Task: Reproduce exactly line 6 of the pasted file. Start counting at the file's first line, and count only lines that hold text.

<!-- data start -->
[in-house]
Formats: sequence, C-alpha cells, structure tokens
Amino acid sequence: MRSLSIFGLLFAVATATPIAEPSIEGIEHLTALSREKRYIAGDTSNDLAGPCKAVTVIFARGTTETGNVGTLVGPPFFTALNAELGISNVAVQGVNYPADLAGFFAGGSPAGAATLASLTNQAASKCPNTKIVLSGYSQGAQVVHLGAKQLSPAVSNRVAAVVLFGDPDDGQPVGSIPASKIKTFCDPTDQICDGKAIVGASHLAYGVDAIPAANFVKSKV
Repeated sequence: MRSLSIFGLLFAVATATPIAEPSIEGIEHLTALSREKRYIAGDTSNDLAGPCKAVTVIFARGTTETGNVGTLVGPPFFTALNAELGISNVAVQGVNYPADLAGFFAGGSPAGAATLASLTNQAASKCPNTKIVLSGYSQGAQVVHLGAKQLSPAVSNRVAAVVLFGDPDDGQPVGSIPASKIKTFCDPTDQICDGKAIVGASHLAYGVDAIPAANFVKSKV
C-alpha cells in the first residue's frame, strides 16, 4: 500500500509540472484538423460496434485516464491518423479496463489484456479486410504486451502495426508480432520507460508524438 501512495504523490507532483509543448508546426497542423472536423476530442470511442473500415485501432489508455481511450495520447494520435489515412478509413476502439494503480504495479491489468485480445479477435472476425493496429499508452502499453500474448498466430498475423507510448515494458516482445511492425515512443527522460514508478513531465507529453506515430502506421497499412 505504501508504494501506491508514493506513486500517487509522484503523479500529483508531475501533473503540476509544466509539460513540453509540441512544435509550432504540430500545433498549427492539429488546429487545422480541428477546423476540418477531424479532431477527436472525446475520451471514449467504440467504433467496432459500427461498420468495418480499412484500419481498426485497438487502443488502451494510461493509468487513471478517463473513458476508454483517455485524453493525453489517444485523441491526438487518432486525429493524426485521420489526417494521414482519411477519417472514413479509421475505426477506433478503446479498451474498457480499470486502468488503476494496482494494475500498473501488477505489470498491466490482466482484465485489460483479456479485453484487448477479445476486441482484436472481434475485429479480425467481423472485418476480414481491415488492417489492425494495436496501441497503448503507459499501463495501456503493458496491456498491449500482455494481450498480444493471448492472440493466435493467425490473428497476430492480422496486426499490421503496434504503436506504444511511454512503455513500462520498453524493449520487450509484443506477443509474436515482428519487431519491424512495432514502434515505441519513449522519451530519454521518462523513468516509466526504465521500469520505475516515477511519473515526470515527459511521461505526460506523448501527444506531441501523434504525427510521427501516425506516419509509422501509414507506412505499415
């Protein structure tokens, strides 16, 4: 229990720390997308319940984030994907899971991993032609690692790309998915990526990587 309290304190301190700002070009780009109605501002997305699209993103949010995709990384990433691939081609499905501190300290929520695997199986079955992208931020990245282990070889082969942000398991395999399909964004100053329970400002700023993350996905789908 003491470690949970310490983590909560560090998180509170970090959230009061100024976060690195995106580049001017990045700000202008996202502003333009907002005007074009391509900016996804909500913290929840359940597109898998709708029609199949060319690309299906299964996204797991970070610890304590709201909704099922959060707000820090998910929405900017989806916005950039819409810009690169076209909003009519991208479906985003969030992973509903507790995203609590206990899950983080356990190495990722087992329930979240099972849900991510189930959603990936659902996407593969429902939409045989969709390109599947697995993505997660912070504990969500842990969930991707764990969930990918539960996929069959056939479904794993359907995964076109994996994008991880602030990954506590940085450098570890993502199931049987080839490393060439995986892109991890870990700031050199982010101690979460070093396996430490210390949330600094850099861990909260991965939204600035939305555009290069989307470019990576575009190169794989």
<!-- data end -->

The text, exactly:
């Protein structure tokens, strides 16, 4: 229990720390997308319940984030994907899971991993032609690692790309998915990526990587 309290304190301190700002070009780009109605501002997305699209993103949010995709990384990433691939081609499905501190300290929520695997199986079955992208931020990245282990070889082969942000398991395999399909964004100053329970400002700023993350996905789908 003491470690949970310490983590909560560090998180509170970090959230009061100024976060690195995106580049001017990045700000202008996202502003333009907002005007074009391509900016996804909500913290929840359940597109898998709708029609199949060319690309299906299964996204797991970070610890304590709201909704099922959060707000820090998910929405900017989806916005950039819409810009690169076209909003009519991208479906985003969030992973509903507790995203609590206990899950983080356990190495990722087992329930979240099972849900991510189930959603990936659902996407593969429902939409045989969709390109599947697995993505997660912070504990969500842990969930991707764990969930990918539960996929069959056939479904794993359907995964076109994996994008991880602030990954506590940085450098570890993502199931049987080839490393060439995986892109991890870990700031050199982010101690979460070093396996430490210390949330600094850099861990909260991965939204600035939305555009290069989307470019990576575009190169794989």